Viewtron IP Camera API Introduction

Watch this video to see an introduction to the Viewtron IP camera API for software developers. This application programming interface (API) can be used to integrate the AI object detection events supported by Viewtron AI security cameras with 3rd party software applications. Viewtron LPR cameras (license plate recognition) also support the API.

The API uses the HTTP protocol to send an XML document to a server address and URL specified in the IP camera’s configuration. The HTTP Post / XML document is sent when an alarm is triggered on the IP camera. The XML document describes the alarm event that occurred and includes a JPEG snapshot image of the event. Software developers can write an HTTP server to receive the HTTP Post from the Viewtron IP camera and parse the XML document to determine what happened and what to do with the data.

The following alarm events are supported by the API.

  • Human Detection
  • Car detection
  • Face Detection
  • Facial Recognition
  • Authorized / Unauthorized Face Database
  • Line Crossing Detection
  • Intrusion Detection
  • Human Traffic Counting
  • Vehicle Traffic Counting
  • License Plate Detection
  • Automated License Plate Recognition
  • Authorized License Plate Database
  • Illegal Parking
  • Loitering Detection
  • Missing Object Detection

Open Source IP Camera API Server

I wrote an API server in Python for developers to use as an example to write their own applications. You can download my IP camera API server here on Github. Right now, I have the server handling license plate recognition events and face detection events. Both of these events are logged to a CSV file and the snapshot images of the events are saved to the file system. I will be adding support for human detection, vehicle detection, line crossing detection, traffic counting, and all other AI camera events very soon.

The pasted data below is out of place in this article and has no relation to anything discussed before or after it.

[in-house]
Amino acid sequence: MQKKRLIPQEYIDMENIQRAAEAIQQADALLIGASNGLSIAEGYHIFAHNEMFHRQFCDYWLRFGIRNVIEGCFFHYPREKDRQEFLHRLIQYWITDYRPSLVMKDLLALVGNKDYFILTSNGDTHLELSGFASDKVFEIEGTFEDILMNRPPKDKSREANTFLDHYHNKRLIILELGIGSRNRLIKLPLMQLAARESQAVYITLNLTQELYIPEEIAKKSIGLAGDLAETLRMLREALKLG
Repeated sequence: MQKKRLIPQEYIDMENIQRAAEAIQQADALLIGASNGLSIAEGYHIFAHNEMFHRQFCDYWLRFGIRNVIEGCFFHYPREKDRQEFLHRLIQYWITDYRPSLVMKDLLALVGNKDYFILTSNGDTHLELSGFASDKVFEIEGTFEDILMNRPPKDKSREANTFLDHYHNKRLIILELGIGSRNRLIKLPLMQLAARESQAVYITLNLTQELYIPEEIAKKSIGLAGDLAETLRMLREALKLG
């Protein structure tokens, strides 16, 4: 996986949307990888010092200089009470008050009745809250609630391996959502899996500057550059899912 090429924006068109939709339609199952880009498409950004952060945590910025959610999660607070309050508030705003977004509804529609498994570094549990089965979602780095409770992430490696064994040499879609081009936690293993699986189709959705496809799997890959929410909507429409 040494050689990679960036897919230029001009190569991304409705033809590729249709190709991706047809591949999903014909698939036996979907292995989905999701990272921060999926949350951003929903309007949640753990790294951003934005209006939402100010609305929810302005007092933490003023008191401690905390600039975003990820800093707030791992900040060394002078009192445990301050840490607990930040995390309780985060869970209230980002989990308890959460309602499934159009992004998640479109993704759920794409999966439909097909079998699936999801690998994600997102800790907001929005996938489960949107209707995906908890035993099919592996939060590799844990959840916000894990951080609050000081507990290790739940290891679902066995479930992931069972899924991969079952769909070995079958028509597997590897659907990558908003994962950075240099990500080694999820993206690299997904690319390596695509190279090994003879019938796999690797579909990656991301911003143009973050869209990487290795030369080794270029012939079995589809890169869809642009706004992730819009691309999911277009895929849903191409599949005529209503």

CCTV Camera Pros already has several partners creating some interesting applications using our facial recognition cameras and LPR cameras. We are excited to support additional partners. Please contact me at if you need help or have any questions.

Video Transcript

Hey guys, Mike from CCTV Camera Pros here. In this video, I want to tell you about our new Viewtron IP camera API. So our Viewtron AI security cameras, as you probably know, we have AI security cameras that could do things like detect humans, detect cars, detect faces, facial recognition. Then we have license plate recognition cameras that are a specific type of AI camera geared towards detecting license plates and automatically recognizing the numbers and letters on those plates. If you use our Viewtron NVRs with our IP cameras, you can trigger alarm events on the NVR. For example, when a human or a vehicle crosses a line, line crossing detection, or intrudes in a certain area, you can trigger video recording on the NVR. You can trigger external alarms, audio alarms or lights, and you could trigger a push notification. Those are all different types of triggers that you could do based on those events. Same with license plate recognition. You could do all those things when a license plate is recognized or when a certain plate number is recognized.